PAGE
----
Association between household air pollution and mental health of older adults in India

the Monday 16 May 2022 at l’Ined dans la salle Sauvy de 11h30 à 12h30 en Hybride (présentiel + possibilité de connexion).

Présenté par : Ritu Rani (ned) ; Discutante : Emilie Counil (Ined)



Air pollution has become a major concern in India. The former studies focusing on air pollution and health were mainly confined to outdoor air pollution. But, in the recent decades, attention has been drawn to indoor air pollution as over half the world’s population, mostly from developing countries, use solid fuel for domestic purposes and are exposed to very high concentrations of harmful air pollutants with potential health effects. Combustion of biomass and coal (collectively called solid fuels) are the dominant sources of household air pollution and may contribute significantly to total burden of the ill health. Furthermore, it becomes much severe for older people not only because of their lower immune system and comorbid conditions as compared to other age-groups but also due to their sedentary life style. Compared with ambient air pollution, little is known about the mental health status in relation to household air pollution, particularly in the Indian context. Therefore, this study makes an attempt to understand the association between household air pollution due to solid fuel use and mental health of older adults in India. So, in this study, mental health is assessed with depression and cognitive abilities. This is a cross-sectional study, using the nationally representative sample from the first wave of the Longitudinal Aging Study in India (LASI) survey. Bivariate and multivariate analyses have been applied to examine the association between household air pollution and mental health variables. Our findings indicate that household air pollution is strongly associated with mental health problems among older adults in India. Higher odds of depression and lower cognitive ability scores were found for older adults in households using solid fuel. The study suggests that household air pollution may be considered as a potential risk factor in influencing the mental health problems. Given the ageing population and a large proportion of solid fuel users in India, there is a pressing need for more research and efforts to inform policy in this area.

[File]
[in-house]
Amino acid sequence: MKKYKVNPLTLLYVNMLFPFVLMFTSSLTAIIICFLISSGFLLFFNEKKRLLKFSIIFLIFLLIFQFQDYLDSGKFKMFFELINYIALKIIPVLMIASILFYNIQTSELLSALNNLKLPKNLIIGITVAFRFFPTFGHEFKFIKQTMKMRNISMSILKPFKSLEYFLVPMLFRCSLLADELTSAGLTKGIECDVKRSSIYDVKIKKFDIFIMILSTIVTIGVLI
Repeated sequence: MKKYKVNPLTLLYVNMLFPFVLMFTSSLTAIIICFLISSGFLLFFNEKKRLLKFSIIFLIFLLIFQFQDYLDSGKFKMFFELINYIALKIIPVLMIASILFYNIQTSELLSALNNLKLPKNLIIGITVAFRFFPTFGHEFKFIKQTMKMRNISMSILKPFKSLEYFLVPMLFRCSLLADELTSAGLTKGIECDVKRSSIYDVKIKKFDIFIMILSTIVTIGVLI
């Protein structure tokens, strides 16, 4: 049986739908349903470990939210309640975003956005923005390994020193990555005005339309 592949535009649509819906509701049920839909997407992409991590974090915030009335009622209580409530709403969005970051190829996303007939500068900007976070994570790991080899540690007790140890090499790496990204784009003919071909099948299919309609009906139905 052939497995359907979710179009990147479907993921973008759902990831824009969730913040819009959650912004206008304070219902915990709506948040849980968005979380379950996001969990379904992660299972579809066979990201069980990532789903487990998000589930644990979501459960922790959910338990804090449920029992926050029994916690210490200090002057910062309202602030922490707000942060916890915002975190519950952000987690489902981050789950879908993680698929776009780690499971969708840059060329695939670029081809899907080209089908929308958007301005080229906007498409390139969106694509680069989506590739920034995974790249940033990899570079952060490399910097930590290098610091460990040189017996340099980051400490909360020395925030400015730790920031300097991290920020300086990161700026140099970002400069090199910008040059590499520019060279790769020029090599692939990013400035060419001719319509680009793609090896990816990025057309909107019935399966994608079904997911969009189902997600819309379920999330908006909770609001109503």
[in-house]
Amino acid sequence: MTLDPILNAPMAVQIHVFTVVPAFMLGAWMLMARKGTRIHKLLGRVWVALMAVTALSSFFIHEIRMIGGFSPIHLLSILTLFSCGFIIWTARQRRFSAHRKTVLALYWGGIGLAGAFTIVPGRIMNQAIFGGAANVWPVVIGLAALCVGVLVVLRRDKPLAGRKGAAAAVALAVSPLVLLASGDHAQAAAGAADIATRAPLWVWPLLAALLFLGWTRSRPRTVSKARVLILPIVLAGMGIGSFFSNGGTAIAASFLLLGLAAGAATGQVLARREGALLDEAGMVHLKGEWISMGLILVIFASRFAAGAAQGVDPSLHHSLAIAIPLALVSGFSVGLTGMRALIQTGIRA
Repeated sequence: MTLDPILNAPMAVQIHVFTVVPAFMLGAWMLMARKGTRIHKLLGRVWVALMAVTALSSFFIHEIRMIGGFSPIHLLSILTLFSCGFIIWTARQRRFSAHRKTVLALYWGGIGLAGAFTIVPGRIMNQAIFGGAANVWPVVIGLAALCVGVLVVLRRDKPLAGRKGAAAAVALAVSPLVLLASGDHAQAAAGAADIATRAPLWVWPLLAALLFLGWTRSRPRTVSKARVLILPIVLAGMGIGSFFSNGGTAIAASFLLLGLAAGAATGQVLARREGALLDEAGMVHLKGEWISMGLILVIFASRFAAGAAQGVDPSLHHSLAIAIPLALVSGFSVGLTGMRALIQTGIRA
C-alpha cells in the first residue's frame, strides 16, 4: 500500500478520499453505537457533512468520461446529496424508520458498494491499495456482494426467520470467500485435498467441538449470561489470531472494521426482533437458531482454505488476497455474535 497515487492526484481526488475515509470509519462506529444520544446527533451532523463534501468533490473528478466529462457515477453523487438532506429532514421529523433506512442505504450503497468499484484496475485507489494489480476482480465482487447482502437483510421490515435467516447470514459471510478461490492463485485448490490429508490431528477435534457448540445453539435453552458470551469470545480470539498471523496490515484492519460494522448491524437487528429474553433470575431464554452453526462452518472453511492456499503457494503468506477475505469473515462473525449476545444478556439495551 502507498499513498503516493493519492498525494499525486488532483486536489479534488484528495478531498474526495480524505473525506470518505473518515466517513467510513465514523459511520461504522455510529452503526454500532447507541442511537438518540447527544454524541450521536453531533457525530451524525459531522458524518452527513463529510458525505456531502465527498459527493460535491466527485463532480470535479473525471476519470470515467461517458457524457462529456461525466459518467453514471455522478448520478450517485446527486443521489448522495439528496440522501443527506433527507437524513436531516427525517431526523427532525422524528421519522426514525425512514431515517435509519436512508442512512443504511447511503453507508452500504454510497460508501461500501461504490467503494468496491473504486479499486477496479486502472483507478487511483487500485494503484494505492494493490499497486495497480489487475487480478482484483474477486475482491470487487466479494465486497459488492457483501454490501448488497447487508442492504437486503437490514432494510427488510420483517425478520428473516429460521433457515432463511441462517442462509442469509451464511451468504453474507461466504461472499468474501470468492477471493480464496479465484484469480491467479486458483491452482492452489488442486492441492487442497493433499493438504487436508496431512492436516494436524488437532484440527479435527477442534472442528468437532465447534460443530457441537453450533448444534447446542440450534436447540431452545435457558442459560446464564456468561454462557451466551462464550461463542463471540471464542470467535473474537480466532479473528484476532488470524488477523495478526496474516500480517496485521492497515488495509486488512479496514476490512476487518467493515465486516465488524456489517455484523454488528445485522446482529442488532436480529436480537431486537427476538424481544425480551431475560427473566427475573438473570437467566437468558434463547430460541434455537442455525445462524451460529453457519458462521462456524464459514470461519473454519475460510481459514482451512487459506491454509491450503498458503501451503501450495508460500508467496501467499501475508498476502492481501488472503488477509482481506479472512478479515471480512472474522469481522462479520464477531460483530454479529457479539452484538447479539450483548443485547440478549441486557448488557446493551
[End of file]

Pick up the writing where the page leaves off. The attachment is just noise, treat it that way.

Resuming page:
Biographie de Ritu Rani

Ritu Rani is pursuing her PhD from the International Institute for Population Sciences, Mumbai, India. Her PhD thesis studies the association between indoor air pollution and health of older adults in India. Her research interest includes social epidemiology, ageing, health, gender and environment related issues in low and middle income countries. She holds M.Phil and Masters degree in Population Sciences. She had many opportunities to present and discuss her research work on various conferences and seminars such as International Population Conference, IUSSP- Population, Poverty and Inequality, Asian Population Conference, ERA-Australia, etc. She is currently engaged at the UR15-DEMOSUD of the Institut national d’études démographiques (Ined) under the Ph.D. mobility program.